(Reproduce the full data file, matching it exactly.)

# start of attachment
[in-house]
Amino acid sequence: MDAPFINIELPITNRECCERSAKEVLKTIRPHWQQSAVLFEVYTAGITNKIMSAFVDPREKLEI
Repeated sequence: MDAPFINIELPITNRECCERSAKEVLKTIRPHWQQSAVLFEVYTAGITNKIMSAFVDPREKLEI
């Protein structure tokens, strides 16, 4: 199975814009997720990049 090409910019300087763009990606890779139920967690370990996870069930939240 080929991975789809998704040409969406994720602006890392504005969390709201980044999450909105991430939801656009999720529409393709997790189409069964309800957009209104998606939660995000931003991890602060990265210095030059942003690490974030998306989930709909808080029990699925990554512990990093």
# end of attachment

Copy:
[in-house]
Amino acid sequence: MDAPFINIELPITNRECCERSAKEVLKTIRPHWQQSAVLFEVYTAGITNKIMSAFVDPREKLEI
Repeated sequence: MDAPFINIELPITNRECCERSAKEVLKTIRPHWQQSAVLFEVYTAGITNKIMSAFVDPREKLEI
């Protein structure tokens, strides 16, 4: 199975814009997720990049 090409910019300087763009990606890779139920967690370990996870069930939240 080929991975789809998704040409969406994720602006890392504005969390709201980044999450909105991430939801656009999720529409393709997790189409069964309800957009209104998606939660995000931003991890602060990265210095030059942003690490974030998306989930709909808080029990699925990554512990990093």